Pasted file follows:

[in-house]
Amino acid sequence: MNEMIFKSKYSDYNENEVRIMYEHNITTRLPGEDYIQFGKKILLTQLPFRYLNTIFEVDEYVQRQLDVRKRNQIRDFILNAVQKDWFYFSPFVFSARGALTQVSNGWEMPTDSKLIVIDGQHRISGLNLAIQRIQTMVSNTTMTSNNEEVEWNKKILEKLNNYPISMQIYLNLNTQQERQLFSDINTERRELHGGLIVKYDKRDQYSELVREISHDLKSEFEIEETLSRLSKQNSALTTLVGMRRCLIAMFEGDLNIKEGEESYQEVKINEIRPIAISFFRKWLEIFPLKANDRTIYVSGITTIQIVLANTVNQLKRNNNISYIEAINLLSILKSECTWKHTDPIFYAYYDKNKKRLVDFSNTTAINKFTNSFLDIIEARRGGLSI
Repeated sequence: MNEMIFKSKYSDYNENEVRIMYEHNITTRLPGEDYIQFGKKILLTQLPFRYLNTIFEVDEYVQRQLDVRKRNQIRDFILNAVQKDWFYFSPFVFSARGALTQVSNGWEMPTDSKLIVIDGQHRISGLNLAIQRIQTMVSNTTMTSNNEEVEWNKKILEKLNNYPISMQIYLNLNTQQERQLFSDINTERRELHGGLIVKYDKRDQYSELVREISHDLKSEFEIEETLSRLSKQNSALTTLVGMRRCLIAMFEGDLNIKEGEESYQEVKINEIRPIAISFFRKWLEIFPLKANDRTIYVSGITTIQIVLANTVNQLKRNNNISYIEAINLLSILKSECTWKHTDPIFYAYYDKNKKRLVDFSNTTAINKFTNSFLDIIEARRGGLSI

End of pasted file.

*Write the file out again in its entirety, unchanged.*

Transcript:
[in-house]
Amino acid sequence: MNEMIFKSKYSDYNENEVRIMYEHNITTRLPGEDYIQFGKKILLTQLPFRYLNTIFEVDEYVQRQLDVRKRNQIRDFILNAVQKDWFYFSPFVFSARGALTQVSNGWEMPTDSKLIVIDGQHRISGLNLAIQRIQTMVSNTTMTSNNEEVEWNKKILEKLNNYPISMQIYLNLNTQQERQLFSDINTERRELHGGLIVKYDKRDQYSELVREISHDLKSEFEIEETLSRLSKQNSALTTLVGMRRCLIAMFEGDLNIKEGEESYQEVKINEIRPIAISFFRKWLEIFPLKANDRTIYVSGITTIQIVLANTVNQLKRNNNISYIEAINLLSILKSECTWKHTDPIFYAYYDKNKKRLVDFSNTTAINKFTNSFLDIIEARRGGLSI
Repeated sequence: MNEMIFKSKYSDYNENEVRIMYEHNITTRLPGEDYIQFGKKILLTQLPFRYLNTIFEVDEYVQRQLDVRKRNQIRDFILNAVQKDWFYFSPFVFSARGALTQVSNGWEMPTDSKLIVIDGQHRISGLNLAIQRIQTMVSNTTMTSNNEEVEWNKKILEKLNNYPISMQIYLNLNTQQERQLFSDINTERRELHGGLIVKYDKRDQYSELVREISHDLKSEFEIEETLSRLSKQNSALTTLVGMRRCLIAMFEGDLNIKEGEESYQEVKINEIRPIAISFFRKWLEIFPLKANDRTIYVSGITTIQIVLANTVNQLKRNNNISYIEAINLLSILKSECTWKHTDPIFYAYYDKNKKRLVDFSNTTAINKFTNSFLDIIEARRGGLSI